Logie award winner Patrick Harvey stars in Neil LaBute's examination of weakness and love which opens at Chapel Off Chapel next month.
In his usual no holds barred style, Labute examines what it means to love a plus-sized girl in a world where beauty is guided by Hollywood good looks.. When Tom is criticized by his somewhat shallow friends for falling in love with a bright and funny but slightly more curvaceous model of what might be considered beautiful, he must defend not only his own honour but that of Helen as well.
Harvey plays Carter who is stunned that Tom could be dating someone like Helen and advises Tom in no uncertain terms of the folly he will find himself in if he continues to favour Helen over designer style people. "Carter is – as Tom puts it, "A bit of a knob", but I believe he's a redeemable knob," says Harvey about his character. "He's Tom's workmate and he's always there with an honest opinion and a crude joke to try and help him on his journey through life."
Harvey is perhaps best known for his work as Connor O'Neill, the loveable Irish best mate of Toadfish Rebecchi, in Neighbours – a gig which earned him a Logie for Most Popular New Male Talent in 2003. After leaving Ramsey Street, Harvey spent time in the UK on the panto scene as well appearing on the West End in Vegemite Tales. Harvey's early Australian TV credits include The Saddle Club and Blue Heelers.
Harvey grew up in both Northern Ireland and Australia but it was in a production of Oliver in Belfast's Grand Opera House at the tender age of 8 that eh found his love for the stage. "Originally my parents thought it would keep me out of trouble and off the streets but after the show finished I told my a parents I loved doing it so they put me in drama school," says Harvey. "Within 2 years I'd done a couple of commercials, some voice over work and more theatre and that was it for me!!"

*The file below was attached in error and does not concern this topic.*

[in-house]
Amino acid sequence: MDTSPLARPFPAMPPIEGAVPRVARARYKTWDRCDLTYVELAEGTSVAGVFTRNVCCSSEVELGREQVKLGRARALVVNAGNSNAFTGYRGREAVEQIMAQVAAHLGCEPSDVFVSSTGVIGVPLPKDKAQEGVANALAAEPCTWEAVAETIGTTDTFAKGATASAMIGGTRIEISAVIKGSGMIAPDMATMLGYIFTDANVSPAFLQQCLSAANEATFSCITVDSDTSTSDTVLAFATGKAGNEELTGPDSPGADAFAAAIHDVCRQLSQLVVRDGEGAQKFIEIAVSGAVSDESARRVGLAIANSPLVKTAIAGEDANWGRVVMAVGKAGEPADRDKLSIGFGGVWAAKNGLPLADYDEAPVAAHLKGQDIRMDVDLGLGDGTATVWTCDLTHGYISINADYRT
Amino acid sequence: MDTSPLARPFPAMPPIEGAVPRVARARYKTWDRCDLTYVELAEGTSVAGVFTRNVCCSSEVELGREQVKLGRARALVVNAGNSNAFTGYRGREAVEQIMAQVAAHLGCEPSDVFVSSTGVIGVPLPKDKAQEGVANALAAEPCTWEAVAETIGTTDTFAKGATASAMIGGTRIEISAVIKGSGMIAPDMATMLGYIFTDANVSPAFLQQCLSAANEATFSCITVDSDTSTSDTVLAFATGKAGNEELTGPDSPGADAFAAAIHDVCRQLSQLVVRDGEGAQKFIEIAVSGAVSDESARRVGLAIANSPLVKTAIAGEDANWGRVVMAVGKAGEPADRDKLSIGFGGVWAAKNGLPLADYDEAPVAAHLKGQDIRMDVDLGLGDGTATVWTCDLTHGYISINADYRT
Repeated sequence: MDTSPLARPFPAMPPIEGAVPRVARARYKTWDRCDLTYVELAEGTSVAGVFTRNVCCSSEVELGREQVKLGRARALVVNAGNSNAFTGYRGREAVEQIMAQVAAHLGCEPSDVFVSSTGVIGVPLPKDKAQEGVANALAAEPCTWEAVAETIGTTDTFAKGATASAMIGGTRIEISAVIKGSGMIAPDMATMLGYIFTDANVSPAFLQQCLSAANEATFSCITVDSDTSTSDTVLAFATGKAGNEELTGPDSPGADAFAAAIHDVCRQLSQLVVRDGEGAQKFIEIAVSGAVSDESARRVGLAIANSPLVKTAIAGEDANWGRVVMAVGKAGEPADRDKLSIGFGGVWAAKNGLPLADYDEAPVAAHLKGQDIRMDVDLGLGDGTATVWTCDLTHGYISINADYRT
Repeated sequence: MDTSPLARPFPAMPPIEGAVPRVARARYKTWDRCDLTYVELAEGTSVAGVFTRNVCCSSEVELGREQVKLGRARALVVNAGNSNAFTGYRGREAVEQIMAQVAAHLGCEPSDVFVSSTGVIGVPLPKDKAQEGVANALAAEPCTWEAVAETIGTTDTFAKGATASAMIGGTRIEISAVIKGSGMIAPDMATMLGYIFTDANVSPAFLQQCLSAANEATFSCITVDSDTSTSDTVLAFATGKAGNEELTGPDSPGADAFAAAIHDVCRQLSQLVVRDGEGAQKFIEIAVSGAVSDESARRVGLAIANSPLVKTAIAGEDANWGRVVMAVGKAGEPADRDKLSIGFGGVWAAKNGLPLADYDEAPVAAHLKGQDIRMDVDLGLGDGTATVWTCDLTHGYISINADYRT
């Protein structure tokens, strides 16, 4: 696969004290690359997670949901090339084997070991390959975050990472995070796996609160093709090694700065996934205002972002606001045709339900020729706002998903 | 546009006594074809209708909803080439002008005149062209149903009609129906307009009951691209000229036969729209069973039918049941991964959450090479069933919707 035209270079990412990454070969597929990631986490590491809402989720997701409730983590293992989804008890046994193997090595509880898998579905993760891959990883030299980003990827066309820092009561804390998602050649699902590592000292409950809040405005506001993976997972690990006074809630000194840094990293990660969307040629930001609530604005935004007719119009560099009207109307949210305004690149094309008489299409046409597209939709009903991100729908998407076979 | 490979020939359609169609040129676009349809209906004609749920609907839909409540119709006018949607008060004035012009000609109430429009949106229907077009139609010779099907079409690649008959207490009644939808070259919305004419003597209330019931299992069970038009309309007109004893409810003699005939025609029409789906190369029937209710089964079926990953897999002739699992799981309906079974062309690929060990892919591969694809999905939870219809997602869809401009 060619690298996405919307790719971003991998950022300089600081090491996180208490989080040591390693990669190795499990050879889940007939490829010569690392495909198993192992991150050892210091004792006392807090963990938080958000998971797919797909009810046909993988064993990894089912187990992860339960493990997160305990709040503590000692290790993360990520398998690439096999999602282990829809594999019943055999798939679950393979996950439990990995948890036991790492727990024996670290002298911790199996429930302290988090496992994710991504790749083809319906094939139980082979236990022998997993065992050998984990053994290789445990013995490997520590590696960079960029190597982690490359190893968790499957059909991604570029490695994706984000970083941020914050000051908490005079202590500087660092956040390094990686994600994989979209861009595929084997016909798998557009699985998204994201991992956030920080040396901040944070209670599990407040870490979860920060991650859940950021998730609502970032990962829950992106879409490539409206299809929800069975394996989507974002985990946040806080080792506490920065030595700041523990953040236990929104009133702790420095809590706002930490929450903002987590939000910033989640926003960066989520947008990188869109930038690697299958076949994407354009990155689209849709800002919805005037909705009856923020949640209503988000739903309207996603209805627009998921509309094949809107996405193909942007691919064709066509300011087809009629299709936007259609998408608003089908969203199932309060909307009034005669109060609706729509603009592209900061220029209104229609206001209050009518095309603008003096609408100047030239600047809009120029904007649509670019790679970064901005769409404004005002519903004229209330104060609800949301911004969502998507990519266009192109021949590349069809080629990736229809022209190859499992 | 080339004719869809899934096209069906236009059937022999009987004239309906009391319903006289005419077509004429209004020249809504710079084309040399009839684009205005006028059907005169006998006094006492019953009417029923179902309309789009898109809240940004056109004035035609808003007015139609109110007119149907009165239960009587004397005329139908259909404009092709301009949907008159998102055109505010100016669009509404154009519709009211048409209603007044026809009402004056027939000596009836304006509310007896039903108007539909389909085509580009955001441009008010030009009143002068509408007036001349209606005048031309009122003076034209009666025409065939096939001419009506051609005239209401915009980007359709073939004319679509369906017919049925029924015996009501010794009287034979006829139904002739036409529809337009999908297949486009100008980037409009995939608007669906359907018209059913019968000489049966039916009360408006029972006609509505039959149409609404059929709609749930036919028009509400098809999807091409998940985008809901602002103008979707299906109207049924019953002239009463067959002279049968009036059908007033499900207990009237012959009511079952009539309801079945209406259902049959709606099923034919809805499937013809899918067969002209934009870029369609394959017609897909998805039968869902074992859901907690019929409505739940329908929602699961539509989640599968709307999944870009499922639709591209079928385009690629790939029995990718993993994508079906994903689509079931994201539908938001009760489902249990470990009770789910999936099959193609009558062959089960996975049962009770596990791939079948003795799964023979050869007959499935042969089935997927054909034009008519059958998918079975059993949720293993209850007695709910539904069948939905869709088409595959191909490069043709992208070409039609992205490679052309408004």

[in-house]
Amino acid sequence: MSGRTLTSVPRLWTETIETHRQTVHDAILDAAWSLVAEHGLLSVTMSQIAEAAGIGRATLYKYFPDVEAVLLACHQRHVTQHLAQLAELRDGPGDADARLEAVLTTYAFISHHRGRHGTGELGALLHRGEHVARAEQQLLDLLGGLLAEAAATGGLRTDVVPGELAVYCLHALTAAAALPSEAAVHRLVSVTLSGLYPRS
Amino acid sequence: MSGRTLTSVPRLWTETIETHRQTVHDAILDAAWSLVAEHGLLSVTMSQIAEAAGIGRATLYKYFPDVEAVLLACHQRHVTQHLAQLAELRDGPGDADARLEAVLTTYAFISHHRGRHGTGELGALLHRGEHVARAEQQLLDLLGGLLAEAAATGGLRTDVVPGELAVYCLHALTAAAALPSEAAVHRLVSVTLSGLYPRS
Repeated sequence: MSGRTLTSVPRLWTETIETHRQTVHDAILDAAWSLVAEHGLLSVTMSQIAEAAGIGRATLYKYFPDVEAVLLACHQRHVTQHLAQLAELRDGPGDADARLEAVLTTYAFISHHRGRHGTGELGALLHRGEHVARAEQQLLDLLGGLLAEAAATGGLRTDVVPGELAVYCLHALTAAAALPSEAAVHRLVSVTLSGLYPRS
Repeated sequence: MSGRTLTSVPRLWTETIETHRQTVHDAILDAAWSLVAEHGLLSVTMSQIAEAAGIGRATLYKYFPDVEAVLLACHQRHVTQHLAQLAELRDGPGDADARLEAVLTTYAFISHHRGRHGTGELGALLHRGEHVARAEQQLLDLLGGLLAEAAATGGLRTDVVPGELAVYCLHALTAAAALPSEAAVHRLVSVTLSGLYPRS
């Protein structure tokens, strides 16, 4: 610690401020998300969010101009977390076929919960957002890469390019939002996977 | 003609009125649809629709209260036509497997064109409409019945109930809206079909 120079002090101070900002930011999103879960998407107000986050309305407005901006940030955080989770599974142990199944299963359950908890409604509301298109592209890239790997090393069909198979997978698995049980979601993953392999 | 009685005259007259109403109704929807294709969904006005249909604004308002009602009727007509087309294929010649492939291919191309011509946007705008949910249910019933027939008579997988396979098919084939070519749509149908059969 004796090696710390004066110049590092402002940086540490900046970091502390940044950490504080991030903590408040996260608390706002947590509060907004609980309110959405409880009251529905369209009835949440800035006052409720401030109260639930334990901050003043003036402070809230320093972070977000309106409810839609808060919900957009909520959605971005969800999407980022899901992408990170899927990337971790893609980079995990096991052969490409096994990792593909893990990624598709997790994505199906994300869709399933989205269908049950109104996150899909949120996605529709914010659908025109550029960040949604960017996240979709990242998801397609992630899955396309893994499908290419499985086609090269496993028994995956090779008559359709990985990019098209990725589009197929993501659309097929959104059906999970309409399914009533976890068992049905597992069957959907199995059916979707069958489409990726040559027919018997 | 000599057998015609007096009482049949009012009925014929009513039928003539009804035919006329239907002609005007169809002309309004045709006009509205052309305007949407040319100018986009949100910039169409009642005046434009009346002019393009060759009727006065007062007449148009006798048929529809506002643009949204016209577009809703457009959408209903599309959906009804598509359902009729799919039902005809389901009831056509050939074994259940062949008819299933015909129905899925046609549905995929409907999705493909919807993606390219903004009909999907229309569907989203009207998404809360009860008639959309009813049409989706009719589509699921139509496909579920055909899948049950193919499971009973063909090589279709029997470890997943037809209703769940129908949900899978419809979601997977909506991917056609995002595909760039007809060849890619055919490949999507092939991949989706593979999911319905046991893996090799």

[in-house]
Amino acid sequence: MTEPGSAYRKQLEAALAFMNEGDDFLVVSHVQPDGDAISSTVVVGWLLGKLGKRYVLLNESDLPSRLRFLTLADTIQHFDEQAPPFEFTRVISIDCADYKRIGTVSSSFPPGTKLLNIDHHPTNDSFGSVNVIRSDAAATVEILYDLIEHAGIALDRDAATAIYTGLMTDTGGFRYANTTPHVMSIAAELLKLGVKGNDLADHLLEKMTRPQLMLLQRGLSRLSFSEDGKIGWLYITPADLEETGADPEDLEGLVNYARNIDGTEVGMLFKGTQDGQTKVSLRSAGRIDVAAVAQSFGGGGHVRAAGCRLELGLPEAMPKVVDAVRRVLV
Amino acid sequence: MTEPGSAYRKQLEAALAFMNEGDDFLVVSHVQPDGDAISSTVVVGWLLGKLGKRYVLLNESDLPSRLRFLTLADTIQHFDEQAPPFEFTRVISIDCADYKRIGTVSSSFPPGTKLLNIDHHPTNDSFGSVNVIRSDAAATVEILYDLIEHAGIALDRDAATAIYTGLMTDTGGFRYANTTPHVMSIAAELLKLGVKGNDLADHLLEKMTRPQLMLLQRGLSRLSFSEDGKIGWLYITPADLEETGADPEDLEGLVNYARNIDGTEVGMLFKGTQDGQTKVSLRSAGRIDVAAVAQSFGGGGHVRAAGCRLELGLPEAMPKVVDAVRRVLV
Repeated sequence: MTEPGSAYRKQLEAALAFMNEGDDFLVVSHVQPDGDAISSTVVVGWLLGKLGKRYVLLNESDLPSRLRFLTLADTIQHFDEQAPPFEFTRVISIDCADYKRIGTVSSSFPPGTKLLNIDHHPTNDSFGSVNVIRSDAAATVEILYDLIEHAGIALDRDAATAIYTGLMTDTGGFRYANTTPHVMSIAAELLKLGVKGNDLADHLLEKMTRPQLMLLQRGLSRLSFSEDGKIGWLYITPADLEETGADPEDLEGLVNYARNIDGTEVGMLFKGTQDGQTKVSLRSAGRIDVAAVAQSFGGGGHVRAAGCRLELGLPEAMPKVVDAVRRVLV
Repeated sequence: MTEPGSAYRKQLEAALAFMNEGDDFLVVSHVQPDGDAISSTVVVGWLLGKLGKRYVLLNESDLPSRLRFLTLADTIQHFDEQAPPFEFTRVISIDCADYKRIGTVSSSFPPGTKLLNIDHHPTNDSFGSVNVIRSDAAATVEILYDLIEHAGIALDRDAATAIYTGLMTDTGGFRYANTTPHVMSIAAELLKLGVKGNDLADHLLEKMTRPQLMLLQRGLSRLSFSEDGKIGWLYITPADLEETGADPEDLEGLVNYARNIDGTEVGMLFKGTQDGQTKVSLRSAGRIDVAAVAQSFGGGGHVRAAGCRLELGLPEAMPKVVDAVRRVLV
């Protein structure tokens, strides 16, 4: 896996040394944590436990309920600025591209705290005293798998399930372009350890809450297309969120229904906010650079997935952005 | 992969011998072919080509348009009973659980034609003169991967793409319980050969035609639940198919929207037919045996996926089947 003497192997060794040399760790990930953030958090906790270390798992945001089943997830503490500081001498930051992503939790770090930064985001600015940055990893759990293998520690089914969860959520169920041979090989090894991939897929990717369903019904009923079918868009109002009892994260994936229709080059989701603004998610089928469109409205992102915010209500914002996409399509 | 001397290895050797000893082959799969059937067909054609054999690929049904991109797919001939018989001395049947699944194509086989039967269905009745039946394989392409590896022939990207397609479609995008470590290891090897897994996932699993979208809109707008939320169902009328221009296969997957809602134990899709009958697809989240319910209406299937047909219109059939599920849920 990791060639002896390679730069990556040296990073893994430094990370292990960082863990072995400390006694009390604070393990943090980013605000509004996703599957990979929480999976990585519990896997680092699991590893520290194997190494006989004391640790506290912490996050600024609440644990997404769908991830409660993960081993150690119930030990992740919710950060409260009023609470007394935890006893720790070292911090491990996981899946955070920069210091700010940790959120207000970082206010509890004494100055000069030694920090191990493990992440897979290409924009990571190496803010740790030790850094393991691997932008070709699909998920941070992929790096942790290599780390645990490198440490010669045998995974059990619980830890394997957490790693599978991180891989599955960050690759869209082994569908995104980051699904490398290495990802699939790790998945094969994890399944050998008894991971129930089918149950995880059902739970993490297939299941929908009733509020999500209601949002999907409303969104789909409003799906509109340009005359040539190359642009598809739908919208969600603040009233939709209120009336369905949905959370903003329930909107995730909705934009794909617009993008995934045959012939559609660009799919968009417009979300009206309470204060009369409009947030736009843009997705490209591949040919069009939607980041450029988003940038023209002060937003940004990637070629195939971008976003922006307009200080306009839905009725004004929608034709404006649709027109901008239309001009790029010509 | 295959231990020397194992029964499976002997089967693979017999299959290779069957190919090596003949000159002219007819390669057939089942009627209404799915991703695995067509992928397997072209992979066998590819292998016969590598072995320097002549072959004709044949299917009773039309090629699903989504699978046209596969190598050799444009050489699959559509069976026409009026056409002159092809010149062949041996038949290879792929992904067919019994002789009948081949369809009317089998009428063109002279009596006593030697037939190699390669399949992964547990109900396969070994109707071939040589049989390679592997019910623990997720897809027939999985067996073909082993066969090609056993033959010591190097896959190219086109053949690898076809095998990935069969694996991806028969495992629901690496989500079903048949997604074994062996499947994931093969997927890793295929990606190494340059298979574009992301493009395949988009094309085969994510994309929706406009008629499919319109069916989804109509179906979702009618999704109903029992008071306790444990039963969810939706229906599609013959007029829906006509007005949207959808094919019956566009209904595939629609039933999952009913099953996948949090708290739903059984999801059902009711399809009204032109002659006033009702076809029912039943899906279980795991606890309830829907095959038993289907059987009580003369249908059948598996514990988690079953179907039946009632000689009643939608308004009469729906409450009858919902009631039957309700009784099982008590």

Last year saw Harvey in HIT Productions' stage version of The Sum of Us in the role of Jeff with John Jarratt playing Harry. When asked what his most challenging role to date had been Harvey said of this experience: "Challenging? I'm not sure if I used the word challenging but when I was playing Jeff in The Sum of Us a couple of years ago and having to be sexually attracted to another guy was different for me, but after I got past that and really understood the show it wasn't so difficult – love is love, no matter what way you look at it, black, white, man, woman – it's all the same."
Fat Pig also stars two-time Green Room Award nominee Lyall Brooks (The Pride Red Stitch, The Heretic MTC), Cassandra Magrath (Wolf Creek, SeaChange) and Lulu McClatchy (Bogan Pride SBS) as Helen. It was the opportunity to work with Mcclatchy again that raised Harvey's interest initially but he was also eager to work with the other members of the stellar cast as well as director Daniel Frederiksen (AFI and Logie nominated actor)
Fat Pig is a play about need, sacrifice, perspective, change and all things in between. It questions and challenges both individual and societal thinking and perhaps is successful in unearthing the shallowness in us all. "We are all human and even though we like to think we're not judgmental or prejudice… We are," agrees Harvey. "But we should always try to remember no matter who we are, we all have feelings."
So what should audiences expect from Lab Kelpie's production of Neil Labute's play. Says Harvey: "Just the feeling that they saw a show that was done well and treated with respect. There are loads of awkward laughs in there too so maybe some great quotes too – a great cast and a story about friendship, love and idiot superficial workmates."
9 – 20 October
Tues-Sat 8pm; Sun 6pm; Matinee Sat 4pm